Hope you guys are doing good and thanks for the help.

    Sincerely yours;

    josdmyer
  • asuraniaasurania Posts: 145Member
    I find that the following certs to be extremly important as a server admin (windows admin)

    Phase 1:
    A+
    Network+
    Server+

    Phase: 2
    MCITP: EA
    MCTS: SCOM
    MCTS: SCCM
    MCTS: Hyper-V
    MCTS: Exchange 2010

    Phase 3:
    Whatever you want to specialize in


    Note: Your - BA in Comp Sci - Stick with it, you will need it to set your self apart and is the priority

    Studing for certs:

    I found CBT Nuggets to usefull
    Also check if you are full time student you can get free course, check out MSDN Acadamic Alliance, MIcrosoft Acadamy...depending if you school is a partner you can get 2 certs free to all of them free.

    also remember since you a full time student, microsoft exams are half price
  • Warsh1pWarsh1p ■■□□□□□□□□ Posts: 66Member ■■□□□□□□□□
    mikej412 wrote: »
    Finish up your degree and don't even think of ITT Tech -- assuming you're at a real school now for your BA.

    Your degree should be your primary target. Experience & Certifications -- as long as they don't interfere with your education -- are your secondary targets.

    Completely agree with this.
    Continue your BA and get an internship during the summers or co-op during spring and fall. Work on certifications on the side.

    I would recommend getting some entry level certifications to help get internships and co-ops.

    Don't go to ITT Tech. That is an awful move.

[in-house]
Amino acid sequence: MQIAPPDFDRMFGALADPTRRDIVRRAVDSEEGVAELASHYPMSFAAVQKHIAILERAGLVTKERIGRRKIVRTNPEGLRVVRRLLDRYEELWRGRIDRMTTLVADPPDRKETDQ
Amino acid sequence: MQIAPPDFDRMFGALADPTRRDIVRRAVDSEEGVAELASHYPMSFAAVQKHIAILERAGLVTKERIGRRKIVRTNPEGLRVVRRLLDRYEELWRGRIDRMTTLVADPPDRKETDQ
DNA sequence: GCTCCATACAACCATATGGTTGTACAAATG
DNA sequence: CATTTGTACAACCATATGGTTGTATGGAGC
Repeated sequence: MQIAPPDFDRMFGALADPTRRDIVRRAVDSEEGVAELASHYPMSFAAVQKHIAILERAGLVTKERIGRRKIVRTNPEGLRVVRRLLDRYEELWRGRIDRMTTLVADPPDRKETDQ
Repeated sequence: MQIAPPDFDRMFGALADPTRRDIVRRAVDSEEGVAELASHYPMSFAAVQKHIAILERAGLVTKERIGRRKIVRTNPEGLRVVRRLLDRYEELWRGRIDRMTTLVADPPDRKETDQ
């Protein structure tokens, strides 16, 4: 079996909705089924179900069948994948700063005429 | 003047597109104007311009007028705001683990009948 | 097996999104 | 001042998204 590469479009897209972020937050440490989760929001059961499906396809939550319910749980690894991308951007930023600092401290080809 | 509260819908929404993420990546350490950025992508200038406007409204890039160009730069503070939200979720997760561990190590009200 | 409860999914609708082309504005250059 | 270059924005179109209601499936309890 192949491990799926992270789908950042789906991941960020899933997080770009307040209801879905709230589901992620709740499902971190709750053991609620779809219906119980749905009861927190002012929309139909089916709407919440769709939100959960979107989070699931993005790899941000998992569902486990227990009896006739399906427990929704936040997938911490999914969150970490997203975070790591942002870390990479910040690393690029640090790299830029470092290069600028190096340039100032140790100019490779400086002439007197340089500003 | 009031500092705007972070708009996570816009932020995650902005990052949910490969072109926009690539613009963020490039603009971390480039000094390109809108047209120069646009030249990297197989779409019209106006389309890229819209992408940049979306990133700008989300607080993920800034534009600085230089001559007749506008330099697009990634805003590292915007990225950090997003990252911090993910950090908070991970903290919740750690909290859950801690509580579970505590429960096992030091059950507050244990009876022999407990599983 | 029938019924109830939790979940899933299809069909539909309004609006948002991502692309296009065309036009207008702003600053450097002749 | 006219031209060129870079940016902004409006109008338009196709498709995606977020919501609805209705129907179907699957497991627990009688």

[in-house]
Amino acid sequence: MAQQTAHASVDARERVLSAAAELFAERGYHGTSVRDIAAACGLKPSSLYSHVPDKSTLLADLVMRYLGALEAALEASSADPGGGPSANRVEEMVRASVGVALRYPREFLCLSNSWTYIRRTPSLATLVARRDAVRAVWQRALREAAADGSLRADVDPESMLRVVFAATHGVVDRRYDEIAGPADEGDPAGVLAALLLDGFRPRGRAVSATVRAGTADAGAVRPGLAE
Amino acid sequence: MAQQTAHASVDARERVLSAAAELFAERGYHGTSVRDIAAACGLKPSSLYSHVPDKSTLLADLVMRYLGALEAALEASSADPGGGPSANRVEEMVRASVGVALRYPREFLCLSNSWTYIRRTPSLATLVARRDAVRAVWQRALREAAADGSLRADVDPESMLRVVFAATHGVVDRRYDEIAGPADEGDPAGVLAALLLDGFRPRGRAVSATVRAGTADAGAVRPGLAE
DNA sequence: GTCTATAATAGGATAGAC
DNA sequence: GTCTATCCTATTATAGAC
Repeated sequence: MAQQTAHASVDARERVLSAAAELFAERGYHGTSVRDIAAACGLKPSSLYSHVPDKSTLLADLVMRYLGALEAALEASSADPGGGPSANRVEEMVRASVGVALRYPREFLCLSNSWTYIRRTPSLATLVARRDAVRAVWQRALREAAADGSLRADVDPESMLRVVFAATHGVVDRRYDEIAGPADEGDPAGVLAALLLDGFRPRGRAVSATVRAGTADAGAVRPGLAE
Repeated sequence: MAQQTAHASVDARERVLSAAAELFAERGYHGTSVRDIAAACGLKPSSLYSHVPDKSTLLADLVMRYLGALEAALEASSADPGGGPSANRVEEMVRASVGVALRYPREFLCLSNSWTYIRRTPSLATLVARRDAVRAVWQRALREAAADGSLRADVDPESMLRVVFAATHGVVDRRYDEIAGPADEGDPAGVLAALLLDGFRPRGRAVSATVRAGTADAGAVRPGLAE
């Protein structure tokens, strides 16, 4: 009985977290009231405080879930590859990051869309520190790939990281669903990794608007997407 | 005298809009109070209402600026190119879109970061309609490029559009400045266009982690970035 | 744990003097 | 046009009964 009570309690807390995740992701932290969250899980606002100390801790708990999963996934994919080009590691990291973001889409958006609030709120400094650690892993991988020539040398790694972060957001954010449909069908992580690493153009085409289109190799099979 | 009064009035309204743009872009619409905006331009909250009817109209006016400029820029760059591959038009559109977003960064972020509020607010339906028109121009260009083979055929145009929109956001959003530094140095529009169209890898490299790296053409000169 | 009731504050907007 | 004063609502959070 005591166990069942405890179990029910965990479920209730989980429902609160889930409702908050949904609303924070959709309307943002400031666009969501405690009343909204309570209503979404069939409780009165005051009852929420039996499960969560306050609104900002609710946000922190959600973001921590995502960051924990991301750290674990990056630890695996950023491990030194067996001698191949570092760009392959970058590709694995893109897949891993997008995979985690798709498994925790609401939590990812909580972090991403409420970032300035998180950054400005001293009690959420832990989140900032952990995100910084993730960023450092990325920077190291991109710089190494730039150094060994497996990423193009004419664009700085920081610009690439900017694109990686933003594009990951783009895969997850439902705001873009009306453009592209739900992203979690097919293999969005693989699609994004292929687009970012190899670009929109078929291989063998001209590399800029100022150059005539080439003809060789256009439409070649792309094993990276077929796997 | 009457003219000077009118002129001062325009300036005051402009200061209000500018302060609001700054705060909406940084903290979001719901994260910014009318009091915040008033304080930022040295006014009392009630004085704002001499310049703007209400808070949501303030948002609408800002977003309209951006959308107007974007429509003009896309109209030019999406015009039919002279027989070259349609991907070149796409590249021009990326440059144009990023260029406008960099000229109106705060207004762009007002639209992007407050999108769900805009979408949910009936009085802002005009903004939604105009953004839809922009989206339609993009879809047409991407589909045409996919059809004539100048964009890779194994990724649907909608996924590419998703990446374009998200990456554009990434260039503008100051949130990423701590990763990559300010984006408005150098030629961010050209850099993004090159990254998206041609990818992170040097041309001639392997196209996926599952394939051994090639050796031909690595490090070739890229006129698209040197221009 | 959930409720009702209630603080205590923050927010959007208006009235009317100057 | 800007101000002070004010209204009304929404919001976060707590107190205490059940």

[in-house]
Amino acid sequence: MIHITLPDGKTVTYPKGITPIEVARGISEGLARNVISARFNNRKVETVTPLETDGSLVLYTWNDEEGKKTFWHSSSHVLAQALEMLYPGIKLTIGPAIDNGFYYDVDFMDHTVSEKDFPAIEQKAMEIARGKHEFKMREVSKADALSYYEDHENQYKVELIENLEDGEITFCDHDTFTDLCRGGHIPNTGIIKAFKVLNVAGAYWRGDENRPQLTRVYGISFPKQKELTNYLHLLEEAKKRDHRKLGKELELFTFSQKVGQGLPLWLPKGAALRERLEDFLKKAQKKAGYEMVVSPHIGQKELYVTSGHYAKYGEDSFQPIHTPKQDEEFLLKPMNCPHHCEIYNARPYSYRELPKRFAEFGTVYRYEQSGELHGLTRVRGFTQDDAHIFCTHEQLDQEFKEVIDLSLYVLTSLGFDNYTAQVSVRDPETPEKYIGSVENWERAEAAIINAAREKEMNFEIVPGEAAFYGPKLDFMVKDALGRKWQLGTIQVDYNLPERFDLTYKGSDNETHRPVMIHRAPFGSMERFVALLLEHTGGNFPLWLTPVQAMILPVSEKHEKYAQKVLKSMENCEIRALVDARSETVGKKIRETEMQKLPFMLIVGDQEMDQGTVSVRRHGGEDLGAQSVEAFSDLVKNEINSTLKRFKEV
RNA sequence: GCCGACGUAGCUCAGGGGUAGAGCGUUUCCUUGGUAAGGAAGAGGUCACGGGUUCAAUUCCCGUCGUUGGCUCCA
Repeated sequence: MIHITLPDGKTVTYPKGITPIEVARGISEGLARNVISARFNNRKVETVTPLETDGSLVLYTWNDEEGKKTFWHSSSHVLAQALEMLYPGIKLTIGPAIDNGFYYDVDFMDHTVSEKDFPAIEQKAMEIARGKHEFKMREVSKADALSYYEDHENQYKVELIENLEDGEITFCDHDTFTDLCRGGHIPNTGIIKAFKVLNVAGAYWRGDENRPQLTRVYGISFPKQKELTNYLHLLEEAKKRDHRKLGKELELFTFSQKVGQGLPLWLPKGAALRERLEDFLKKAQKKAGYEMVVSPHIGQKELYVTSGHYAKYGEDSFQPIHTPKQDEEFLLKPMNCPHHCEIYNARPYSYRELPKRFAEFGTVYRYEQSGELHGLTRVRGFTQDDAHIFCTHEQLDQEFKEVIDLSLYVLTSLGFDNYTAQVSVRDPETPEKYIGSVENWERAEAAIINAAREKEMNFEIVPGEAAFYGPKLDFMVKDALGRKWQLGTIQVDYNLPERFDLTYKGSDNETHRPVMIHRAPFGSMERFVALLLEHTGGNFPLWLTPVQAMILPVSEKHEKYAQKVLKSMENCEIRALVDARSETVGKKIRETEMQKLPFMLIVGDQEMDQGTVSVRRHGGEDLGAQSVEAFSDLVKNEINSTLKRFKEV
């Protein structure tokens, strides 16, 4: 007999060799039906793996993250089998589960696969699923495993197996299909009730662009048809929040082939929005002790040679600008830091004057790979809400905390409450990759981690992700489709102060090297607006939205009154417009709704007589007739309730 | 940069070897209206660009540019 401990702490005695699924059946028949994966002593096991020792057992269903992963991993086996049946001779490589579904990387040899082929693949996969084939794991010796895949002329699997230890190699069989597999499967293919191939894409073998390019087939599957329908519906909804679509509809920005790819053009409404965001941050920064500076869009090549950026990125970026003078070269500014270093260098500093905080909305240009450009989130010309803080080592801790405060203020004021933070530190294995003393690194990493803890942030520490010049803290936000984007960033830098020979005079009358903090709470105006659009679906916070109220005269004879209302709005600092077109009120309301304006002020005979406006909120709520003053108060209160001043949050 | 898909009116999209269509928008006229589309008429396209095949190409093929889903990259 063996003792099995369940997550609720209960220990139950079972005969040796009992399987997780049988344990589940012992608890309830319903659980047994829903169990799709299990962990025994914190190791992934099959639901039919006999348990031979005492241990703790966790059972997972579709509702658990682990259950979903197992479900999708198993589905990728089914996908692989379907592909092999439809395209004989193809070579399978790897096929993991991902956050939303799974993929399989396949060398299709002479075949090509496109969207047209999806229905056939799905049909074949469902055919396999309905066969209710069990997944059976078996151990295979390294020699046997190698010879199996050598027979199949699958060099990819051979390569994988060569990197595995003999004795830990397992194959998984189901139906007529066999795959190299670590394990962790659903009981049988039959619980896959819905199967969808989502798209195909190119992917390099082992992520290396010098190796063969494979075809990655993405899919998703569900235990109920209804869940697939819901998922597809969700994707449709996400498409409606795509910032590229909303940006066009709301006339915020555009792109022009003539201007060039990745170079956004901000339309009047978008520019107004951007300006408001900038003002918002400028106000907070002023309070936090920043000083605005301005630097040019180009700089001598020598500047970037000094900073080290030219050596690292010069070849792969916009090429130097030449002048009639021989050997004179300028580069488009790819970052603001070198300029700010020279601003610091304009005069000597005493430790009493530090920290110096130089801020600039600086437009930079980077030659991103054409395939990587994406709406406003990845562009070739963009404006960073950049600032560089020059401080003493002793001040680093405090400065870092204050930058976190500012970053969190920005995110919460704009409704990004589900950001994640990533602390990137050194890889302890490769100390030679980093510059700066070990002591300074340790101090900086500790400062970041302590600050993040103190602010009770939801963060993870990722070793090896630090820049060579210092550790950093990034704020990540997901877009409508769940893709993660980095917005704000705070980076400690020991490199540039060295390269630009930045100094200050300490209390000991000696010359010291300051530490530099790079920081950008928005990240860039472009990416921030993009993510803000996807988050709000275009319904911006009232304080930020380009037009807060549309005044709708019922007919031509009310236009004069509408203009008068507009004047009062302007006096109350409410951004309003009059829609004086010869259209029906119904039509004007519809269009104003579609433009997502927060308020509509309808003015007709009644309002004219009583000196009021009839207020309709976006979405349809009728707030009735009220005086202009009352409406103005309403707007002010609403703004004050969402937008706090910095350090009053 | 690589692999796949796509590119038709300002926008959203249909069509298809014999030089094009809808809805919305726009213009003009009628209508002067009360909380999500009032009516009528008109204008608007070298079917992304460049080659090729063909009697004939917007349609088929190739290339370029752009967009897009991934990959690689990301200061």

#Current Studies#
    || B.S. in Management Information Systems
    || MCTS Self-Paced Training Kit: Configuring Microsoft Windows 7
    || Element K Windows 7 Configuration Courses
    || Transcender: MCTS Windows 7 Practice Exam

    #Certification Path#
    || August 2010: MCTS Win 7 Config (70-680)
    || November 2010: CompTIA Network+ (N10-004)
    || February 2011: CompTIA Project+ (PK0-003)
  • josdmyerjosdmyer ■■□□□□□□□□ Posts: 35Member ■■□□□□□□□□
    Thanks for the help and advice/suggestion. I will look into them.

    Sincerely yours;

    josdmyer
  • phantasmphantasm Posts: 995Member
    asurania wrote: »
    also remember since you a full time student, microsoft exams are half price

    Damn. I wish I'd have known that. lol.
    "No man ever steps in the same river twice, for it's not the same river and he's not the same man." -Heraclitus
  • ipconfig.allipconfig.all Posts: 428Banned
    IT is not a hard industry to break into how ever it is a tricky industry to break into icon_lol.gif. You got to have contacts or else it would be really hard, take it from me, but do not give up.
    Im a depressed loser :sad: none wants me.
  • ipconfig.allipconfig.all Posts: 428Banned
    try and volunteer at an i.t company or at an organisation, sure you will nnot get paid but you will gt real world commercial experience which will help
    Im a depressed loser :sad: none wants me.
  • josdmyerjosdmyer ■■□□□□□□□□ Posts: 35Member ■■□□□□□□□□
    Thanks for the suggestions and knowledge.

    Sincerely yours;

    josdmyer
Sign In or Register to comment.